The newsletter of the Hyperactive Children’s Support Group recently reported on research from 1999 (Biederman J et al. Journal of the American Academy of Child and Adolescent Psychiatry) that had studied a large group of girls both with and without ADHD.
David Rabiner, PhD, Senior Research Scientist at Duke University who runs a research update site on ADHD (www.helpforadd.com),
comments that ‘the results of this study make clear that ADHD in girls is as serious a condition and has just as negative impact on children's functioning and adjustment as it does in boys.
Overall, the correlates of ADHD in girls were remarkably similar to what is known to be true for boys. Among the few differences found were that girls were less likely to be diagnosed with oppositional defiant disorder or conduct disorder than boys and more likely to have problems related to substance use (smoking etc). Rates of mood and anxiety disorders, and impairment in academic functioning appeared comparable.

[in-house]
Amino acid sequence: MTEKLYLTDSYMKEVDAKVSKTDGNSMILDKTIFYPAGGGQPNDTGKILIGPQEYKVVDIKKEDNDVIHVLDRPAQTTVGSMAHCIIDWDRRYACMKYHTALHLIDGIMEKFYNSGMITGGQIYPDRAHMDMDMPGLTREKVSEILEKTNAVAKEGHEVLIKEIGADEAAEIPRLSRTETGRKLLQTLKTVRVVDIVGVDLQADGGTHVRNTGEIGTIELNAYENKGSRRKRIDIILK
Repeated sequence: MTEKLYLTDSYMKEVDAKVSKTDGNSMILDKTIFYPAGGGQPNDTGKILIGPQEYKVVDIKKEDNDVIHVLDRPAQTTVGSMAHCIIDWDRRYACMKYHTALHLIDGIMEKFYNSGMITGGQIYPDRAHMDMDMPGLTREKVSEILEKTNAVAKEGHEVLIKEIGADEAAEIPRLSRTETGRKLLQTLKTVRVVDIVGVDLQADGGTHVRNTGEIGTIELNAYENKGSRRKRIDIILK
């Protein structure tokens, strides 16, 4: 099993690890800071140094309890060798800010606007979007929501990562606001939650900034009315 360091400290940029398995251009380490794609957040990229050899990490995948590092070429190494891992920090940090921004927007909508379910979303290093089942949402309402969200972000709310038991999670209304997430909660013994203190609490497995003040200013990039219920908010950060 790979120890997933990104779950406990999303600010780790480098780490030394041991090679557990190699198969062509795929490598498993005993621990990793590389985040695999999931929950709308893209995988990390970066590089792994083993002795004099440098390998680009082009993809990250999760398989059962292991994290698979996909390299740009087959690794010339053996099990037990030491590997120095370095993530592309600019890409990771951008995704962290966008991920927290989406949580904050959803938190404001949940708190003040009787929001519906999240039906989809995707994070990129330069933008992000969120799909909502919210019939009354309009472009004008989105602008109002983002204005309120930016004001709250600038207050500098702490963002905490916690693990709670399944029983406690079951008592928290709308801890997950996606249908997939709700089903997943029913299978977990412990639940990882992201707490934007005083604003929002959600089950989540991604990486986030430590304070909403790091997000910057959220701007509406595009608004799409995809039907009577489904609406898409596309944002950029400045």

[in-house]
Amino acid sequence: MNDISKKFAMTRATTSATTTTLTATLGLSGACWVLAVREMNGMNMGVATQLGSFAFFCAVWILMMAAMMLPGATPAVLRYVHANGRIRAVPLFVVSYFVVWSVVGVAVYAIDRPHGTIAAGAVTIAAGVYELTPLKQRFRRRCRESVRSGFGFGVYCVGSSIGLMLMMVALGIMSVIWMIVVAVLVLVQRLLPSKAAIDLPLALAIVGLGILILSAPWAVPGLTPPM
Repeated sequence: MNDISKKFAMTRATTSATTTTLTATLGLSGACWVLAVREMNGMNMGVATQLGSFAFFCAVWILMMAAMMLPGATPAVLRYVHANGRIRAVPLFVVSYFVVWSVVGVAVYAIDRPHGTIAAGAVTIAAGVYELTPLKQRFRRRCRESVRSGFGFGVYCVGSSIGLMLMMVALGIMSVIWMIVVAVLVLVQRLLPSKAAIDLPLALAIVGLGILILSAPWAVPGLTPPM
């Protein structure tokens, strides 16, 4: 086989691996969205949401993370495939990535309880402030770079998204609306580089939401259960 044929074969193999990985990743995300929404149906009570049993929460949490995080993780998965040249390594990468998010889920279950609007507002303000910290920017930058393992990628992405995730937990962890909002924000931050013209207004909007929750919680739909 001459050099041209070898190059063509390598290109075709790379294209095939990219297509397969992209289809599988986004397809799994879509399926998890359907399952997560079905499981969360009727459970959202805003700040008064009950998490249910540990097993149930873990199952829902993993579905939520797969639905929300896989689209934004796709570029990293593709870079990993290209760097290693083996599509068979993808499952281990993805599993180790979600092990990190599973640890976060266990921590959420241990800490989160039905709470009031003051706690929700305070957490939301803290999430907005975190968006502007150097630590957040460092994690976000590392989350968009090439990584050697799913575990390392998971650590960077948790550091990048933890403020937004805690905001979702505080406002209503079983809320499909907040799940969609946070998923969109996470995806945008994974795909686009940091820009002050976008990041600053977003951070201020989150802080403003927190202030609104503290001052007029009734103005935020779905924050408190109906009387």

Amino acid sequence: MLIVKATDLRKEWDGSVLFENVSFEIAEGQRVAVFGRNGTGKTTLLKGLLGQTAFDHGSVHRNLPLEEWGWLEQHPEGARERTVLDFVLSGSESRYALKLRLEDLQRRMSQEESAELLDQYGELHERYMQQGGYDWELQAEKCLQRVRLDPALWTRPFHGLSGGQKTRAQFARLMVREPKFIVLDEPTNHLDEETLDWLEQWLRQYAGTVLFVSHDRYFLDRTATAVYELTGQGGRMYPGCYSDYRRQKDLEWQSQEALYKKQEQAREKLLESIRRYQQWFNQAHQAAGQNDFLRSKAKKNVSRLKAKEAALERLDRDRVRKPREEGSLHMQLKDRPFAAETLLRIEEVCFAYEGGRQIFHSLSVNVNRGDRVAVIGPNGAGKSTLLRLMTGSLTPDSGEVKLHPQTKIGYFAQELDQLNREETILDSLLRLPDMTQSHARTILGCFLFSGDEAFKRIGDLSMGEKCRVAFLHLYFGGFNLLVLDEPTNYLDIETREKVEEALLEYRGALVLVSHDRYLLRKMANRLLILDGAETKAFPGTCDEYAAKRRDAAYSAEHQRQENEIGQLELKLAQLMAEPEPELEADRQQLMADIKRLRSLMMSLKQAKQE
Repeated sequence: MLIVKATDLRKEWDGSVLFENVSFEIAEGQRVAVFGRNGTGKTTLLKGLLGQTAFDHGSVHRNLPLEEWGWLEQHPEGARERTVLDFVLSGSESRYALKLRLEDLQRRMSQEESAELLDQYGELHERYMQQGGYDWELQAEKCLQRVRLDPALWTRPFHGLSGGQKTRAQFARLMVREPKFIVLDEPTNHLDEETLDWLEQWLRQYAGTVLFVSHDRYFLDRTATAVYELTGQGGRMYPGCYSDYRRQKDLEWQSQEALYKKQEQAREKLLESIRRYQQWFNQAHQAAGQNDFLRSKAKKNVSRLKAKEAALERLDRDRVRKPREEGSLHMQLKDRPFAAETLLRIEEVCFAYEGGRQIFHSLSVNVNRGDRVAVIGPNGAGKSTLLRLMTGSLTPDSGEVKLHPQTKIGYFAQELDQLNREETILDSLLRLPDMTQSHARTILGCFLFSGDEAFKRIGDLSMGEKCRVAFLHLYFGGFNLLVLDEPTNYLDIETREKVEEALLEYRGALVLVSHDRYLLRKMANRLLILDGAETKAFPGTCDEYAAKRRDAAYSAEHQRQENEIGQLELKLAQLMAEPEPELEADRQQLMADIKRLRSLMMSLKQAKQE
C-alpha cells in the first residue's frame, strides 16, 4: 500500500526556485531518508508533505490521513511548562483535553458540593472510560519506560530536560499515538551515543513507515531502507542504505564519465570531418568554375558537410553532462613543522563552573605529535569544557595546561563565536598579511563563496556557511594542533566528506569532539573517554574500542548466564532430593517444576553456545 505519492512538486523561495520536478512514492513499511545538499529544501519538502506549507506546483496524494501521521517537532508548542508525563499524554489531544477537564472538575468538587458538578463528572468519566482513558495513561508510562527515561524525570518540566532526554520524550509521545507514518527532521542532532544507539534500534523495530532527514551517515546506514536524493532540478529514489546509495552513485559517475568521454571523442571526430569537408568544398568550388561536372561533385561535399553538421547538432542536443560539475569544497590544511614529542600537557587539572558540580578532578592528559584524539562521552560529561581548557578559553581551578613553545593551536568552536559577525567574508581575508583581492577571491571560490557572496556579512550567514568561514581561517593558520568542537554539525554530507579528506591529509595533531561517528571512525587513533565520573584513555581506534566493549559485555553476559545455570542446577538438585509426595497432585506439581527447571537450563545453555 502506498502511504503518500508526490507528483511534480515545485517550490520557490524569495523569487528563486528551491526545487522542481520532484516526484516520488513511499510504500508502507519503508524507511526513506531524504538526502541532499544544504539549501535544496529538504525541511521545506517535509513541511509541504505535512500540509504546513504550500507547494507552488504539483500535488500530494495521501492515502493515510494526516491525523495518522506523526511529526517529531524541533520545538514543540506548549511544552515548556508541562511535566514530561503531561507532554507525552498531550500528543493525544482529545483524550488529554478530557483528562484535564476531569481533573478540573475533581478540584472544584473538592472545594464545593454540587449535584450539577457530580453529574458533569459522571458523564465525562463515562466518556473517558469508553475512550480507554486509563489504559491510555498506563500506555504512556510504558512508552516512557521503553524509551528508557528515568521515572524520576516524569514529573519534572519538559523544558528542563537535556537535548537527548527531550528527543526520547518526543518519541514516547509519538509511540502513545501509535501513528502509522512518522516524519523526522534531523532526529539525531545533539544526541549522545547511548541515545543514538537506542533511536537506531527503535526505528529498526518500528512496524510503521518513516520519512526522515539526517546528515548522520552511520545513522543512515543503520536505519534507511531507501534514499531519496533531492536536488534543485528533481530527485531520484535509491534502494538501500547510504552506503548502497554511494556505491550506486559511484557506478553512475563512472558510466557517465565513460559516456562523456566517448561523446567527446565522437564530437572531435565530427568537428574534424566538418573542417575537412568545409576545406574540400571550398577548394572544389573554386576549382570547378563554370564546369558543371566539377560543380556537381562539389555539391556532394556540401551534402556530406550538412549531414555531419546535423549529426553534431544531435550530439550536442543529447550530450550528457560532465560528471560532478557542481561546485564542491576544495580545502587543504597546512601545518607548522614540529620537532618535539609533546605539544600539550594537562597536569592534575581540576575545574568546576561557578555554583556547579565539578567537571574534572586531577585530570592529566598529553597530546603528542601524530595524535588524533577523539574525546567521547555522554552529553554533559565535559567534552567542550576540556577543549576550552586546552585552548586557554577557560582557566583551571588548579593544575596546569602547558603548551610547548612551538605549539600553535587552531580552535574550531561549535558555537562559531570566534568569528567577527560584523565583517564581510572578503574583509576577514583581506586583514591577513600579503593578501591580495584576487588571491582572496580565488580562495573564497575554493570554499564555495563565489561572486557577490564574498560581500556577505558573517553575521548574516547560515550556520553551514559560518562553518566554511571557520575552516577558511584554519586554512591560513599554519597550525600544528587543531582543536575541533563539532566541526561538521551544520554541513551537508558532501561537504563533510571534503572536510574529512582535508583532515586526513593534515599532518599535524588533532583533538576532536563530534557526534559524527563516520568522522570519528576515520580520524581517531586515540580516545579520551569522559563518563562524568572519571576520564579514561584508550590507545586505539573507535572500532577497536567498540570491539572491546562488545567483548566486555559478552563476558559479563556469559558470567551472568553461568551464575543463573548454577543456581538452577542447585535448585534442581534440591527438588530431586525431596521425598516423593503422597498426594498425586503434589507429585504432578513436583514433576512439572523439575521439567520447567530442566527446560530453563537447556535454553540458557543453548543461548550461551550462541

The lower rates of disruptive behaviour problems, along with the preponderance of inattentive rather than hyperactive symptoms, may
partially explain why ADHD in girls may often not be recognised. However, the authors stress that clinicians need to be aware that, despite their lower rates of disruptive disorders, ADHD in girls is a serious condition associated with impairment in multiple areas of children's functioning. There is no reason to assume that the treatment of girls with ADHD should be any less aggressive or comprehensive than that of boys.
Parents need to be aware that almost 50% of girls with ADHD also had at least one other diagnosable disorder. It is thus essential that evaluations of girls for ADHD take a broad look at their emotional, behavioural, social, and academic functioning. Given the possible increased risk of substance use in girls with ADHD, this may be an area that is especially important for parents to monitor.
First published in February 2007
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